Hous­ing prob­lem won’t go away


The blame for the lack of af­ford­able hous­ing tends to be spread far and wide. Is it be­cause the zon­ing by­laws in Auck­land un­duly re­strict where houses can be built? Has the lack of a sig­nif­i­cant cap­i­tal gains tax fed spec­u­la­tion, and driven up house prices?

For ide­o­log­i­cal rea­sons, has the Govern­ment sold off too much of the coun­try’s state hous­ing stock, and built too few re­place­ments? Have for­eign­ers caused house prices to spi­ral out of con­trol?

Last week, the spot­light shifted away from the bar­ri­ers to mid­dle­class home own­er­ship, and on to the ways the hous­ing cri­sis is hurt­ing the poor.

Sud­denly, the fam­i­lies liv­ing in cars, ship­ping con­tain­ers and garages be­came vis­i­ble in the me­dia, and they be­gan telling sto­ries of des­per­ate need.

Ini­tially, the Govern­ment re­sponse was one of de­nial and/ or of blam­ing the vic­tim. The prob­lem was noth­ing new, Prime Min­is­ter John Key told Ra­dio New Zealand, and he would be ‘‘amazed’’ if such peo­ple ex­isted in sig­nif­i­cant num­bers.

Th­ese peo­ple, Key added, should make them­selves known to Work and In­come New Zealand, and get ac­cess to their en­ti­tle­ments.

Sub­se­quently though, the peo­ple who had con­tacted Winz re­ported how they had been put into emer­gency mo­tel ac­com­mo­da­tion and pushed fur­ther into debt, be­cause Winz had billed them for the costs.

Crit­ics also pointed out that the ac­com­mo­da­tion sup­ple­ment had been frozen for years, and was set at a max­i­mum en­ti­tle­ment of $200 a week – an in­ad­e­quate sum in a city where rents are com­monly dou­ble or triple that amount.

Un­der fire, the Govern­ment ex­plained that it had re­cently al­lo­cated $41 mil­lion for ex­tra emer­gency hous­ing, and an ad­di­tional $2 mil­lion for very tem­po­rary emer­gency sup­port.

Not sur­pris­ingly, the Op­po­si­tion par­ties have been quick to cap­i­talise on an is­sue where govern­ment pol­icy has seemed to be un­car­ing, and in­ad­e­quate.

The Greens, for in­stance, put for­ward a pro­posal whereby the $207 mil­lion an­nual dividend that Hous­ing New Zealand is cur­rently pay­ing into the govern­ment cof­fers would be redi­rected into build­ing 450 homes a year.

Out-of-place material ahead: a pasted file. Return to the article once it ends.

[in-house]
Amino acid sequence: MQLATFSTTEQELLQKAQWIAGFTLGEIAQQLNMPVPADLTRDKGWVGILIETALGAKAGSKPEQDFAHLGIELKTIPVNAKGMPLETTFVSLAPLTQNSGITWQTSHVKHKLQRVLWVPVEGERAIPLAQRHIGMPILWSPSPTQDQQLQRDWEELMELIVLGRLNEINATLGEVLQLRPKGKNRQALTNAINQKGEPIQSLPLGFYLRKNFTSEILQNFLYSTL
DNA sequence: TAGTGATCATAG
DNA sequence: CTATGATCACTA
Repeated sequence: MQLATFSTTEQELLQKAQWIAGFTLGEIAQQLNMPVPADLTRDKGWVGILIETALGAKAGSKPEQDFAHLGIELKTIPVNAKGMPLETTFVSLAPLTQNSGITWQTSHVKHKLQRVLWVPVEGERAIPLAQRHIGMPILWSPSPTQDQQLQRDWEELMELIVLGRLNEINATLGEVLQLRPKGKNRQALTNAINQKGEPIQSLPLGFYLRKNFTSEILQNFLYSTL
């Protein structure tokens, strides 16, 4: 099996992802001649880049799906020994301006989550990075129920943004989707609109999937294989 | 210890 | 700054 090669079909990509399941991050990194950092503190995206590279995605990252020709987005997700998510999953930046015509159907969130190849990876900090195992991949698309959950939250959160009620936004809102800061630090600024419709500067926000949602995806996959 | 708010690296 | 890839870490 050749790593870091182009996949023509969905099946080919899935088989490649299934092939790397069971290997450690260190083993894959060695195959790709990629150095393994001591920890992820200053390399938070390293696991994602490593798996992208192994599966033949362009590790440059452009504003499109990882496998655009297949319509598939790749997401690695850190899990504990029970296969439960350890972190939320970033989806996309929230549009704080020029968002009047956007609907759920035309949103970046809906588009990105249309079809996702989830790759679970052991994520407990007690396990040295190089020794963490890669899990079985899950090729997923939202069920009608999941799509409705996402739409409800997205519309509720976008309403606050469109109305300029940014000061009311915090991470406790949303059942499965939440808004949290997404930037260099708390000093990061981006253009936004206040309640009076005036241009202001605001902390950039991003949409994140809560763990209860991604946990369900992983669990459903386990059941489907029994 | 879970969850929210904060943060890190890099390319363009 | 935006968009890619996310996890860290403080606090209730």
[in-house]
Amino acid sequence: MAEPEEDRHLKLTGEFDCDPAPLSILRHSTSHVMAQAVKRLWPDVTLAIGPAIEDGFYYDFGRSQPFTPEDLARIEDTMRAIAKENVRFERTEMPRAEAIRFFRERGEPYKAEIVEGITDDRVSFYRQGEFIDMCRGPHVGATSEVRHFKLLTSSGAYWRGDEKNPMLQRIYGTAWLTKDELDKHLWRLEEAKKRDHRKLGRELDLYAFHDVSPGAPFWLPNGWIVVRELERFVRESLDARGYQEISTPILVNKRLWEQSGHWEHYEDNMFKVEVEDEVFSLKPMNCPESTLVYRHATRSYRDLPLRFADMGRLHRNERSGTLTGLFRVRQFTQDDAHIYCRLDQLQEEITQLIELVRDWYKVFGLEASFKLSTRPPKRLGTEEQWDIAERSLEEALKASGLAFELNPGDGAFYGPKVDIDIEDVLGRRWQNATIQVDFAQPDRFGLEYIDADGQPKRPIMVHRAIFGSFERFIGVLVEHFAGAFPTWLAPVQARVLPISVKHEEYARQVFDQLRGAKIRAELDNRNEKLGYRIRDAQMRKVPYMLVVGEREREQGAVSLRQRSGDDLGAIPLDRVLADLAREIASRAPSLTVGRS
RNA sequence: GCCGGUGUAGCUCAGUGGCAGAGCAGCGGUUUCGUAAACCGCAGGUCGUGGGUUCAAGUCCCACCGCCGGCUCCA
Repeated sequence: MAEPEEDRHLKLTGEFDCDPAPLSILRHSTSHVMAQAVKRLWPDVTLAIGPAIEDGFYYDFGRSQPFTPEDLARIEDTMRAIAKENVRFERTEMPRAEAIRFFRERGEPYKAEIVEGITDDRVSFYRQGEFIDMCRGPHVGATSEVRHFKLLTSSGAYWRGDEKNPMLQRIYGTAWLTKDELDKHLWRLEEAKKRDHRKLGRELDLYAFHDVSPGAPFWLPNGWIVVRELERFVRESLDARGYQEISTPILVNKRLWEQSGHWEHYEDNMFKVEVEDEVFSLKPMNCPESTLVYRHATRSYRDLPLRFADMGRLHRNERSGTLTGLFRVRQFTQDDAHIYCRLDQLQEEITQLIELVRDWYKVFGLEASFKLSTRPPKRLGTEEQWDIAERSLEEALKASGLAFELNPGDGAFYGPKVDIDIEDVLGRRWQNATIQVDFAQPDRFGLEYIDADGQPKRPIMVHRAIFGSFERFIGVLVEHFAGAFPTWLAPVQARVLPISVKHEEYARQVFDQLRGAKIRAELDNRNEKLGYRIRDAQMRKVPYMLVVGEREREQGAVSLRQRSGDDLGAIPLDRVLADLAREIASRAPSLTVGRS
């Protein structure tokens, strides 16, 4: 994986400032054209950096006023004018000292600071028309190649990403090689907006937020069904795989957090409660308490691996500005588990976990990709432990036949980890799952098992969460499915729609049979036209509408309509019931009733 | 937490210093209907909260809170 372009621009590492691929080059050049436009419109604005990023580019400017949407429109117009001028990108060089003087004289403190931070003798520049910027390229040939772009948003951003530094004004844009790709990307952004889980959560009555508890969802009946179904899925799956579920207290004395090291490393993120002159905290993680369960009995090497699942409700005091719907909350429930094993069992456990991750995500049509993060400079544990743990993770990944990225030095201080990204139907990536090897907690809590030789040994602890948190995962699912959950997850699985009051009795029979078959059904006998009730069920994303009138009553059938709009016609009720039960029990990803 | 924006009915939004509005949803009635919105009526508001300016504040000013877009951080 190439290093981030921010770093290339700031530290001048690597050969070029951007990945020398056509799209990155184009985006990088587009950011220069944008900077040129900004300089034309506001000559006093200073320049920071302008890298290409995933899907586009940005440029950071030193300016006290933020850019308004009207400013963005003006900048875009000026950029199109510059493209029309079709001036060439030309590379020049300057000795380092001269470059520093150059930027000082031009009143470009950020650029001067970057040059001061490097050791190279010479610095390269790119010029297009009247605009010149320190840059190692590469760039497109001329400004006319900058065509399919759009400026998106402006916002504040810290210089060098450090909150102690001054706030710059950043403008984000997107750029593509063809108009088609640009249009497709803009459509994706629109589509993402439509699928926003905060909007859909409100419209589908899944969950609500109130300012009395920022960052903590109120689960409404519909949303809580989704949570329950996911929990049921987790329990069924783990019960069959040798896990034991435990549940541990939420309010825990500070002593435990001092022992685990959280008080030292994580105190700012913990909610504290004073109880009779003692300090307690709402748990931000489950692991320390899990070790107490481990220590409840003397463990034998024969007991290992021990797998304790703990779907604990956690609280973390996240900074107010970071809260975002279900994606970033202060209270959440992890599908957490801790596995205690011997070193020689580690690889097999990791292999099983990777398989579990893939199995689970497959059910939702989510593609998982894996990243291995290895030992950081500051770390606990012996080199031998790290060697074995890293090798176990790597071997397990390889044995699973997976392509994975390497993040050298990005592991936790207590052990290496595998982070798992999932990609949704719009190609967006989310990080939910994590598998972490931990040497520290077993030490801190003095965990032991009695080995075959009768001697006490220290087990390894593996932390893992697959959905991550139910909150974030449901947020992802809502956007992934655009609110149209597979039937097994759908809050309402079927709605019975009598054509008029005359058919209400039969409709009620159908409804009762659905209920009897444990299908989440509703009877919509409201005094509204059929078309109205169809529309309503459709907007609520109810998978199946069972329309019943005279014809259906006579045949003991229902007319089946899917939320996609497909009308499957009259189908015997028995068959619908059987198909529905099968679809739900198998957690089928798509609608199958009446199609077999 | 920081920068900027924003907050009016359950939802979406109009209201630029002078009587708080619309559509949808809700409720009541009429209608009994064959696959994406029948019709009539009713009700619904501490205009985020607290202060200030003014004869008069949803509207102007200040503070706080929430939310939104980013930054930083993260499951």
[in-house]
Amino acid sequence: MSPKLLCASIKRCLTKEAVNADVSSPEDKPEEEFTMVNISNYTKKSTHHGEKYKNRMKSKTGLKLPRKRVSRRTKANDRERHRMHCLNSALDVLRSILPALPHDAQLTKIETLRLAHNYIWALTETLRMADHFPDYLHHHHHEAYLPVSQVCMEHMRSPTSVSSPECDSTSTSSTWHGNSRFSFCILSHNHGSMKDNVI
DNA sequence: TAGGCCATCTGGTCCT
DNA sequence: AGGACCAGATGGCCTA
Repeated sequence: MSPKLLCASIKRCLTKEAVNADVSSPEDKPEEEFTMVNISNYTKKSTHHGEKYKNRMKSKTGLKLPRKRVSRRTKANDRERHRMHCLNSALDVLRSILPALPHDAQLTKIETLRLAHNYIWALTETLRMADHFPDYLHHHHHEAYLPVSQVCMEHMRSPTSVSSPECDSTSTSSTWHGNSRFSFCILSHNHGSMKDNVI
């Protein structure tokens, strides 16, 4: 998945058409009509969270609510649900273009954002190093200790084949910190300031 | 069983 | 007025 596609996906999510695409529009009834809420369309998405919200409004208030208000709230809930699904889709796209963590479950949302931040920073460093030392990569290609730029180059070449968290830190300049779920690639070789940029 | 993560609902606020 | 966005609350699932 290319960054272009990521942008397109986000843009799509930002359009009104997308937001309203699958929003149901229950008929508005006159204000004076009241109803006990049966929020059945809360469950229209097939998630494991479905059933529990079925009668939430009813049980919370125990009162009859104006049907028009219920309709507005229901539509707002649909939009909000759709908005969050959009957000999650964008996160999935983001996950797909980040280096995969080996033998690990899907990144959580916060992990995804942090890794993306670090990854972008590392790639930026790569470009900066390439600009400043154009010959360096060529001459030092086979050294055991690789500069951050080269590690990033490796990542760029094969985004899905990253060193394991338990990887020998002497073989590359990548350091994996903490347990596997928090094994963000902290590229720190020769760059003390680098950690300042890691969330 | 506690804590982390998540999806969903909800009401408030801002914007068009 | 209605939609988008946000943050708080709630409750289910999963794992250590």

Mean­while, army bases and camp­ing grounds were be­ing sug­gested as tem­po­rary shel­ters.

Any longer-term so­lu­tions will need to tackle the short­fall in state hous­ing that suc­ces­sive gov­ern­ments have failed to ad­dress.

For some time, the Key Govern­ment has been call­ing for coun­cil by­laws in Auck­land to be changed, so that more land can be made avail­able out at the city’s mar­gins. Oth­ers have ar­gued that higher-den­sity hous­ing should be al­lowed within the cur­rent city bound­aries. Both th­ese so­lu­tions have ma­jor im­pli­ca­tions for trans­port pol­icy.

Inevitably, any by­laws that re­strict high-den­sity hous­ing – or that al­low rib­bon de­vel­op­ment – will push work­ers away from the city cen­tre, re­quire longer com­mut­ing times and add to traf­fic con­ges­tion and pol­lu­tion.

Some­how, high-den­sity hous­ing has to be made far more at­trac­tive, po­lit­i­cally.

In New York, the new mayor has of­fered to re­lax the city by­laws on den­sity, height and park­ing, as long as de­vel­op­ers in­clude af­ford­able and se­nior cit­i­zen hous­ing.

By such means, af­flu­ent fam­i­lies can en­joy the ur­ban life­style they de­sire and the city can be made more af­ford­able for lower-in­come fam­i­lies, too.

Talk­ing pol­i­tics

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